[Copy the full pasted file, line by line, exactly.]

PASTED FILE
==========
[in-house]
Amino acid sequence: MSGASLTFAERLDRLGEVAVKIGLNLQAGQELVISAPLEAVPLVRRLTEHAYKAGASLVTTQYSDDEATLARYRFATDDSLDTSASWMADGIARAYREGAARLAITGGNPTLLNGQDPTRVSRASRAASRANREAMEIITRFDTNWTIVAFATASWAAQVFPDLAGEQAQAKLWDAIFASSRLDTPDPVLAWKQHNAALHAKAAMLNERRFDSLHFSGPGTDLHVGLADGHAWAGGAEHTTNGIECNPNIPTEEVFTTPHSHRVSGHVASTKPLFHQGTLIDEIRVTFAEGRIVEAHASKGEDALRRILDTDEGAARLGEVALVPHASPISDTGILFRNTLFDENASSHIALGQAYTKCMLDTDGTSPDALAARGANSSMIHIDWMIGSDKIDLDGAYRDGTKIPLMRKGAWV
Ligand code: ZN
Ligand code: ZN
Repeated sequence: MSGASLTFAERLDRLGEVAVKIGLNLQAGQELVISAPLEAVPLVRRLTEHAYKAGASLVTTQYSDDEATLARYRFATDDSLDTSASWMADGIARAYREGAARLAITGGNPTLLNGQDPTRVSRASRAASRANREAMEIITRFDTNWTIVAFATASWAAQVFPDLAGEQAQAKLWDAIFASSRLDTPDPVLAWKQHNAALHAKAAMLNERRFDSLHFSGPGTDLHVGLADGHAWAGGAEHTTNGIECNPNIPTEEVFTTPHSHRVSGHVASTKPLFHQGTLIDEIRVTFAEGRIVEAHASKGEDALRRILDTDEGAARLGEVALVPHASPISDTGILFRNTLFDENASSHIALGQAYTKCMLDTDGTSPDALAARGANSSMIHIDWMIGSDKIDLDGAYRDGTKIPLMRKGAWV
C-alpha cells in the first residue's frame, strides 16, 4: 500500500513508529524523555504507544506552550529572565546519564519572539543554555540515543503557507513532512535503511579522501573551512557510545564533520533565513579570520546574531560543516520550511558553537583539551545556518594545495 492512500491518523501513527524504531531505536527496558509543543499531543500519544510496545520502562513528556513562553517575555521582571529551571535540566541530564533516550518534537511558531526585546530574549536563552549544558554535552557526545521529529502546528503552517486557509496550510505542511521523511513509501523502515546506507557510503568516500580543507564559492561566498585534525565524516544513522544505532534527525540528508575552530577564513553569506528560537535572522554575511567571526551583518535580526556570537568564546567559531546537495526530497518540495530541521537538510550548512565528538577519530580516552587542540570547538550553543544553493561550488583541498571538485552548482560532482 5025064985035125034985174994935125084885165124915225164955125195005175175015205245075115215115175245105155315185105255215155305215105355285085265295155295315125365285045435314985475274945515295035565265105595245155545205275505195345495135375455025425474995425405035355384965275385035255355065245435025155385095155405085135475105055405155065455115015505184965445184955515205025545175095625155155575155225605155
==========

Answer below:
[in-house]
Amino acid sequence: MSGASLTFAERLDRLGEVAVKIGLNLQAGQELVISAPLEAVPLVRRLTEHAYKAGASLVTTQYSDDEATLARYRFATDDSLDTSASWMADGIARAYREGAARLAITGGNPTLLNGQDPTRVSRASRAASRANREAMEIITRFDTNWTIVAFATASWAAQVFPDLAGEQAQAKLWDAIFASSRLDTPDPVLAWKQHNAALHAKAAMLNERRFDSLHFSGPGTDLHVGLADGHAWAGGAEHTTNGIECNPNIPTEEVFTTPHSHRVSGHVASTKPLFHQGTLIDEIRVTFAEGRIVEAHASKGEDALRRILDTDEGAARLGEVALVPHASPISDTGILFRNTLFDENASSHIALGQAYTKCMLDTDGTSPDALAARGANSSMIHIDWMIGSDKIDLDGAYRDGTKIPLMRKGAWV
Ligand code: ZN
Ligand code: ZN
Repeated sequence: MSGASLTFAERLDRLGEVAVKIGLNLQAGQELVISAPLEAVPLVRRLTEHAYKAGASLVTTQYSDDEATLARYRFATDDSLDTSASWMADGIARAYREGAARLAITGGNPTLLNGQDPTRVSRASRAASRANREAMEIITRFDTNWTIVAFATASWAAQVFPDLAGEQAQAKLWDAIFASSRLDTPDPVLAWKQHNAALHAKAAMLNERRFDSLHFSGPGTDLHVGLADGHAWAGGAEHTTNGIECNPNIPTEEVFTTPHSHRVSGHVASTKPLFHQGTLIDEIRVTFAEGRIVEAHASKGEDALRRILDTDEGAARLGEVALVPHASPISDTGILFRNTLFDENASSHIALGQAYTKCMLDTDGTSPDALAARGANSSMIHIDWMIGSDKIDLDGAYRDGTKIPLMRKGAWV
C-alpha cells in the first residue's frame, strides 16, 4: 500500500513508529524523555504507544506552550529572565546519564519572539543554555540515543503557507513532512535503511579522501573551512557510545564533520533565513579570520546574531560543516520550511558553537583539551545556518594545495 492512500491518523501513527524504531531505536527496558509543543499531543500519544510496545520502562513528556513562553517575555521582571529551571535540566541530564533516550518534537511558531526585546530574549536563552549544558554535552557526545521529529502546528503552517486557509496550510505542511521523511513509501523502515546506507557510503568516500580543507564559492561566498585534525565524516544513522544505532534527525540528508575552530577564513553569506528560537535572522554575511567571526551583518535580526556570537568564546567559531546537495526530497518540495530541521537538510550548512565528538577519530580516552587542540570547538550553543544553493561550488583541498571538485552548482560532482 5025064985035125034985174994935125084885165124915225164955125195005175175015205245075115215115175245105155315185105255215155305215105355285085265295155295315125365285045435314985475274945515295035565265105595245155545205275505195345495135375455025425474995425405035355384965275385035255355065245435025155385095155405085135475105055405155065455115015505184965445184955515205025545175095625155155575155225605155